In the book's back section, she states, "I feel there's a richness to Unforgivable Love in that it can be enjoyed on more than one level. It can be read as a straight story of love and romance. It can also be read on the literary level, as historical fiction, and as social commentary. But at the end of the day I will admit it: this story is for me."

Ms Scott's "characters are drawn in different directions too, not captivated by one person but others. And as far as love stories go, that gets complicated too, and true of life sometimes," Mr Hicks said.

A strength of any writer is to "let characters go where they want instead of rigidly adhering to a plot line," he said. "Characters surprised me, and I could tell they surprised her.

"You would think that for me, as a white man, you would think I'm reading a sexy book," he added, but he was "totally caught up in the drama, because of depth of characters and her writing. I think this book has wide appeal to male and female, old and young."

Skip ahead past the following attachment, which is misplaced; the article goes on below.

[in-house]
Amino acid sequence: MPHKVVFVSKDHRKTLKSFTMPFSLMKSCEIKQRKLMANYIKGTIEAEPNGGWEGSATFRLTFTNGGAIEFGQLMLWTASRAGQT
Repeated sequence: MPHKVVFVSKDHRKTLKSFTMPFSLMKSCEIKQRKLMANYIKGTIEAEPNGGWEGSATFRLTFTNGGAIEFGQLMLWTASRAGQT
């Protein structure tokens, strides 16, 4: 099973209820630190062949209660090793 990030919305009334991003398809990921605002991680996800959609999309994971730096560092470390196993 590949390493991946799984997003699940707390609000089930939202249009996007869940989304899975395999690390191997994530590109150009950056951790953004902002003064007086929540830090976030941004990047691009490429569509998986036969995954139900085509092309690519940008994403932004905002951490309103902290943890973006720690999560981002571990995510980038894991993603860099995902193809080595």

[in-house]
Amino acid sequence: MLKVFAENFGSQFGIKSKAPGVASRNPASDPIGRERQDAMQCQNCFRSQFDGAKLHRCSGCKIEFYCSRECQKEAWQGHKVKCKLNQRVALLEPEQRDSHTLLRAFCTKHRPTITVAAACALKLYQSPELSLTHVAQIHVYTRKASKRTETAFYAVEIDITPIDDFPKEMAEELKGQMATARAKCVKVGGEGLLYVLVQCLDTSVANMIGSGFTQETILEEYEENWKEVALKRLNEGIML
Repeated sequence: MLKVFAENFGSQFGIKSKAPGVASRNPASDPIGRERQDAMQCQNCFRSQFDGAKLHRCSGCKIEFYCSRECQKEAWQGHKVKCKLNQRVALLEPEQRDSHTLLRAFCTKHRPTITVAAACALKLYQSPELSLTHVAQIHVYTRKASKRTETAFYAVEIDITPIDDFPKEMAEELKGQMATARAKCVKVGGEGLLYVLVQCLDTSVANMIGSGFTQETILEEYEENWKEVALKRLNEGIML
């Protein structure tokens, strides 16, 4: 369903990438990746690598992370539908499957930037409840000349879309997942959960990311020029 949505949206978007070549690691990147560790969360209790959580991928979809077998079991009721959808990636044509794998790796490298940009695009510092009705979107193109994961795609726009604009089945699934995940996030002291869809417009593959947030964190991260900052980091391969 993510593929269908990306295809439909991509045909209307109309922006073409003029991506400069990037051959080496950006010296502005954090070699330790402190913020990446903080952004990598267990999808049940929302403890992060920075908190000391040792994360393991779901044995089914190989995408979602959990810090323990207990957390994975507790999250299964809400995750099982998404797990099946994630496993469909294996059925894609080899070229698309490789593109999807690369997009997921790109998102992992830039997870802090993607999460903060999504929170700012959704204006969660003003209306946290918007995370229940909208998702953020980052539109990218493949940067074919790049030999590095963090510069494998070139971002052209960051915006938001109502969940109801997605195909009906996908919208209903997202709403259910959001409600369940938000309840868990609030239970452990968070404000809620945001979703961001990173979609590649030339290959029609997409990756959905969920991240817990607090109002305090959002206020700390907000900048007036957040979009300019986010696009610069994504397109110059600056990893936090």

Visit sophfronia.com for additional information about the author, her upcoming events, and links to read and/or purchase previously published works. Byrd's Books of Bethel will be providing copies of Unforgivable Love to purchase during the October 5 event at C.H. Booth Library. The book has been on sale online since September 26 and is available through Ms Scott's website.

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Sophfronia Scott is celebrating the release of her latest novel, Unforgivable Love, a retelling of Dangerous Liaisons, with a series of local and regional author events. The Sandy Hook resident will be the focus of an author program at C.H. Booth Library on Thursday, October 5. (Rob Berkley photo)
(Harper Collins image)